Panama emerged from the oceans approximately 3 to 10 million years ago, making this strip of land the youngest in the Americas. The fact that this tiny territory linked the landmasses of the two Americas explains why Panama has such an prodigious biodiversity. In spite of its small size, Panama is home to more than 10,000 varieties of plants, over 200 mammals and reptiles and 1,000 species of birds. Many of the species inhabiting in this region are found nowhere else in the world.
Mainly, the exceptional diversity founds a meaning in high climatic conditions variation in within small areas and in the mangrove forest, typical from tropical coastlines, which regulates the whole ecosystem.
At the intersection of land and sea, with half their roots submerged in water, mangroves play a crucial role in the ecosystem stabilizing the coastline, reducing erosion from storms and protecting the land and his inhabitans from waves and tides. The Manglar, living in the edge of where land and water meet, creates the perfect conditions for this incredible diversity of creatures to live and survive, as well as being extremely important to the health of the whole planet.
As a charming demiurge, responsible according to Plato for the fashioning and maintenance of the physical universe, the Manglar purifies the waters in which it grows, synthesizes what it needs, shelters the coastline from external factors and works as nursery for fishes, invertebrates and crustaceans, a food source for monkey and birds, an hunting place for crocodiles and snakes. And creates a wonderful environment of wild beauty around itself.
Pelicans & Turtles
The Brown Pelican is one of the most preminent bird found in the Americas. With his dark body, oversized bill and sinuous neck, this comic and regal birds lives along panamanian coasts, glinding gently above the sea through the air shifted by the waves and feeding by plunge diving from high up into the water.
Same isolated and deserted beaches are home to nesting sea turtles. In Panamanian nights’ total darkness, with just the sound of the waves crashing on the shore, these clumsy but graceful giants crawl slowly ashore to lay their fragile eggs. The female digs deep holes and deposits the eggs, then covers the nest under the surface of the beach where the eggs will hatch at about the same time. The babies dig themselves out and try to make it to ocean quickly: the hatchlings who survive predators sliding back to the deep water will return to the same beach, renewing the cycle of life.
Crocodiles & Monkeys
The American Crocodile lazes in salt water along both coasts of Panama. They are present as well as within the Panama Canal, gathering where the fresh water meet the sea, at mouths of rivers and in the mangroves, where the lagarto aguja find a perfect habitat for living. Crocodiles go and seek food as the tide rises and hunt by remaining completely motionless in the water, waiting for the prey to come: with every locking, freshwater fish from the canal is poured into the sea, suffering the shock with salt water and getting easily attacked.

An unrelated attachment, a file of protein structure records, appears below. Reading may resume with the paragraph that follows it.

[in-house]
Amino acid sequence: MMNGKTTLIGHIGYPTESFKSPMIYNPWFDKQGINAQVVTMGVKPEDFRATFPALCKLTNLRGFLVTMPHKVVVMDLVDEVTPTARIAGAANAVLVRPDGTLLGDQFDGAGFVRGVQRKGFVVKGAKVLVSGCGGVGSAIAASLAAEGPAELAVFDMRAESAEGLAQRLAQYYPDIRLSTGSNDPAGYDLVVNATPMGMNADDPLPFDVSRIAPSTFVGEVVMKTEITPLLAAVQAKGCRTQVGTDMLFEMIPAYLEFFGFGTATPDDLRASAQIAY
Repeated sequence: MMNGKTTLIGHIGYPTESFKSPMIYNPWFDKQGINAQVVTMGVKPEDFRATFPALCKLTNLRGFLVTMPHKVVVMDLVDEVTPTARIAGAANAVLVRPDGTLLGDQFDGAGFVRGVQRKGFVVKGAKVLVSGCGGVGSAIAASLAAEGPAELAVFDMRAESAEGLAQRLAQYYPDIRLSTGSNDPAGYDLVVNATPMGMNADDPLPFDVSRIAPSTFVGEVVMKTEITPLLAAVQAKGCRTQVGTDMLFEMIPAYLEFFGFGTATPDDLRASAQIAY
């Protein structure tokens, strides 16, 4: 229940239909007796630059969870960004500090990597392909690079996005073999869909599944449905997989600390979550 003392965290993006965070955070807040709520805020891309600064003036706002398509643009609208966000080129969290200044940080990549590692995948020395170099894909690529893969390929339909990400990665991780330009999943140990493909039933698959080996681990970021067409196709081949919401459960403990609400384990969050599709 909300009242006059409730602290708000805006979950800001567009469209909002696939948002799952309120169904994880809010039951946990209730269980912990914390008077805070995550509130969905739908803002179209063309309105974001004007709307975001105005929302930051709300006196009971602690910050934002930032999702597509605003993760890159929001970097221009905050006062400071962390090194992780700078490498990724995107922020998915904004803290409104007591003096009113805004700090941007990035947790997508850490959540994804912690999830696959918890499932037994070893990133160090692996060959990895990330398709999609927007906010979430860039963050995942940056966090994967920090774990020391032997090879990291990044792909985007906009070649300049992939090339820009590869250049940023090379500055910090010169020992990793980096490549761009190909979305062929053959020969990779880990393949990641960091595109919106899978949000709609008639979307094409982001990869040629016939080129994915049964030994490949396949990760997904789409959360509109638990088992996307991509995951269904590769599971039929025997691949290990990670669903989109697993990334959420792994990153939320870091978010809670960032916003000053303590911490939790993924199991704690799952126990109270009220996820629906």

In Azuero virgin forest, in the lowlands, a fascinating variety of monkeys is likely to be spotted. White-faced capuchins, squirrel monkeys, barrigón monkeys, spider and howler monkeys are some of the species that can be found – some of them nowhere else in Central America. These tiny and sociable primates lives in groups up to 40 and make their home in rainforests trees, spending also some time on the ground to feed.
Sharks & Whales
Away from the shorelines, a fascinating variety of creatures populates Panama’s undersea wildlife. Water alongside the coast are teeming with tropical fishes, whales, sharks and dolphins, as well as blennies,sea stars, jellyfishes, lobsters, crabs, sea horses. The isle of Coiba, a few miles off Santa Catalina, a surftown on the mainland, is a wildlife paradise. Established at the beginning of the last century as an offshore penal colony, is now a natural reserve and an uniquely rich biodiversity spot, surrounded by one of the largest coral reefs on the Pacific coast of the Americas.
Its unique location and environmental conditions preserved a pristine habitat and allowed to sustain the uninterrupted evolution of marine species: adjacent waters are home to over 40 species of sharks and constitute a crucial reproduction area for humpback whales from both the hemispheres. Whalesharks usually lives in the open sea, while hammerhead usually swim in schools in between Coiba and Santa Catalina: white tip reef shark, galapagos, bull, and tiger are other shark species likely to be found along Panamanian coasts. In two different periods of the year, Panama conveys whale migrations both from Anctartica and North America, giving its water a seven months whale activity and making this narrow strip of land a suggestive and uncrowded spot for observing the marine mammals.
Photography. Dizy Díaz
Words. Albert Folch & Vincenzo Angileri / Eldorado
Drawings. Ángela Palacios